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EMBO J. 2007 Sep 5;26(17):3968-80. Epub 2007 Aug 9.

The candidate tumor suppressor BTG3 is a transcriptional target of p53 that inhibits E2F1.

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  • 1Institute of Biomedical Sciences, Academia Sinica, Taipei, Taiwan.


Proper regulation of cell cycle progression is pivotal for maintaining genome stability. In a search for DNA damage-inducible, CHK1-modulated genes, we have identified BTG3 (B-cell translocation gene 3) as a direct p53 target. The p53 transcription factor binds to a consensus sequence located in intron 2 of the gene both in vitro and in vivo, and depletion of p53 by small interfering RNA (siRNA) abolishes DNA damage-induced expression of the gene. Furthermore, ablation of BTG3 by siRNA in cancer cells results in accelerated exit from the DNA damage-induced G2/M block. In vitro, BTG3 binds to and inhibits E2F1 through an N-terminal domain including the conserved box A. Deletion of the interaction domain in BTG3 abrogates not only its growth suppression activity, but also its repression on E2F1-mediated transactivation. We also present evidence that by disrupting the DNA binding activity of E2F1, BTG3 participates in the regulation of E2F1 target gene expression. Therefore, our studies have revealed a previously unidentified pathway through which the activity of E2F1 may be guarded by activated p53.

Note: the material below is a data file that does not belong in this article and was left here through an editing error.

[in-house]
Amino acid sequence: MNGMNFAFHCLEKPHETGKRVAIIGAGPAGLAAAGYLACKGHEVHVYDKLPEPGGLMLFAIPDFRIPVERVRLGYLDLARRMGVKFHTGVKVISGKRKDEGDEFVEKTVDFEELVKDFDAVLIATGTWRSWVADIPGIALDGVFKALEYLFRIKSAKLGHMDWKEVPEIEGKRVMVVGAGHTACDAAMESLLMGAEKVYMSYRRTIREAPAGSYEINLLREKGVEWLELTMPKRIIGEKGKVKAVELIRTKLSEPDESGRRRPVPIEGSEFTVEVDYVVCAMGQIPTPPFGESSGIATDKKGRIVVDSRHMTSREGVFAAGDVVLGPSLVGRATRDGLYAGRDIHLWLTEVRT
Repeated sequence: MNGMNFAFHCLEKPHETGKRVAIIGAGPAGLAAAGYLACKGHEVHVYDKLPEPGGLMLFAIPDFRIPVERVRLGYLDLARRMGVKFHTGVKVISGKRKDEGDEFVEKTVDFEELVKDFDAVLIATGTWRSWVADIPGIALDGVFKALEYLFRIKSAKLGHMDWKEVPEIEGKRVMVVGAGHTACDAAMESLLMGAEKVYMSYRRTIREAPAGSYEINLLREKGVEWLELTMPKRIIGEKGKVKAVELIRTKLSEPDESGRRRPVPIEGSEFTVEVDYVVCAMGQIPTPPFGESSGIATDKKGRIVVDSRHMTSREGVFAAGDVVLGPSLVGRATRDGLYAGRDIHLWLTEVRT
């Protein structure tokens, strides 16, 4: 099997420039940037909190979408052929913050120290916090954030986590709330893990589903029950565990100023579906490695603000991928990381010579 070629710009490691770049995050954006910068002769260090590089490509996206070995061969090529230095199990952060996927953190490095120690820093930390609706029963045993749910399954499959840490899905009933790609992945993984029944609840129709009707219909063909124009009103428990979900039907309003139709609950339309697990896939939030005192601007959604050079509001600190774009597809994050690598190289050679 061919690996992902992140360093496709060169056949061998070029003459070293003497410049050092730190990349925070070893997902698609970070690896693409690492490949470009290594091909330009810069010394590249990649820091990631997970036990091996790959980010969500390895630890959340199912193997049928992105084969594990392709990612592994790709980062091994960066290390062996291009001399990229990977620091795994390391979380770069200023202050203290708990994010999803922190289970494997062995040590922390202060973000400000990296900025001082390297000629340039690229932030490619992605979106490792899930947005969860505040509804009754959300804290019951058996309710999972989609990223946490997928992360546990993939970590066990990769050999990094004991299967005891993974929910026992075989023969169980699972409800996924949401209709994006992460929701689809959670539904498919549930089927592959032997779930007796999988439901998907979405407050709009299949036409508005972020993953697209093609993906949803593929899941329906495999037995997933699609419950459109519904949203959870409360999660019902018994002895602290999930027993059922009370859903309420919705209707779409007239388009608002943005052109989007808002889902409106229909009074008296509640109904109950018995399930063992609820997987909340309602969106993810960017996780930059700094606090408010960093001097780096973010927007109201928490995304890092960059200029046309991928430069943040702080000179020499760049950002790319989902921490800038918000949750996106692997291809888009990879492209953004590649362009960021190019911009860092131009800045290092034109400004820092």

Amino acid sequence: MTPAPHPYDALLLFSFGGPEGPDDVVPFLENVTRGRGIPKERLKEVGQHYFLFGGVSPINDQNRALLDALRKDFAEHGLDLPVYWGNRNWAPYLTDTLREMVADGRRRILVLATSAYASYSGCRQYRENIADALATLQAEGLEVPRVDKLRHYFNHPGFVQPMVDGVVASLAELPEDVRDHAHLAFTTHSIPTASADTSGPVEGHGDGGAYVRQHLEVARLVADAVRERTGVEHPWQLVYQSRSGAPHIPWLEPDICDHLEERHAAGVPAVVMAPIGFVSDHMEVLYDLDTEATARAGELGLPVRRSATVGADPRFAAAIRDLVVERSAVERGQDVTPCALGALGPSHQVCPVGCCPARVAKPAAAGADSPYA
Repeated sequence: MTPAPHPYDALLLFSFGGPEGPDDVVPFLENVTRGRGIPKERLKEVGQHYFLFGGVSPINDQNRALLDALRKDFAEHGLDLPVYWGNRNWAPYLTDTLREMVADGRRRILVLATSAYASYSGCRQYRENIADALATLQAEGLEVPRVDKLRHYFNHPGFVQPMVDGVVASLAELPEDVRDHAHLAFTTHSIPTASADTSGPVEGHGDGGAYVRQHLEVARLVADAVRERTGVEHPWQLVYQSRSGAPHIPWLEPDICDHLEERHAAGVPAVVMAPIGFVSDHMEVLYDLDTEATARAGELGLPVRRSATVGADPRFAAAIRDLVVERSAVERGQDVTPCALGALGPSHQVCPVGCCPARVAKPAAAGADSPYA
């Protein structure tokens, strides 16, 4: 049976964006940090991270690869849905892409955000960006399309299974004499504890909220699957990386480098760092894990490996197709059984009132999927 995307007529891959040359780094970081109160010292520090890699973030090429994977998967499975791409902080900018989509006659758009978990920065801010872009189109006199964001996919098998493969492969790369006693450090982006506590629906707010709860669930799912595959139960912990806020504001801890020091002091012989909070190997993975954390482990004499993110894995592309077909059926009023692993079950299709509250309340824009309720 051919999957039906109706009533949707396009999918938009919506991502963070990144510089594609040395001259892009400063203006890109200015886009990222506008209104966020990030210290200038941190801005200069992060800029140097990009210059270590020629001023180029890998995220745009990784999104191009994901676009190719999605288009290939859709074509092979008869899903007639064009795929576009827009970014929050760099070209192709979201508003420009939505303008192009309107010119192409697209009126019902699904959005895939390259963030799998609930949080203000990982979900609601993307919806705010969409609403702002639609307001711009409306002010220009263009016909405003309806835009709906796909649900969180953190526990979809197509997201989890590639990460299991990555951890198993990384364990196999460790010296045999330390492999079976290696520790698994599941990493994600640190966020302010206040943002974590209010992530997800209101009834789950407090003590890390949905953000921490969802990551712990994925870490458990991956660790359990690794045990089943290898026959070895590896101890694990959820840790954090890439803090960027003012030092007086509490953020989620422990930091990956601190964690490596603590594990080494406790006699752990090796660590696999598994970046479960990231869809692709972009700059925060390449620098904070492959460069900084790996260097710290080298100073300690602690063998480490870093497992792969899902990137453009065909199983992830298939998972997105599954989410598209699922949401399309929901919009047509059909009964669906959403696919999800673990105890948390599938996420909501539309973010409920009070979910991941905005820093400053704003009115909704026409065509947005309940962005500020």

[PubMed - indexed for MEDLINE]
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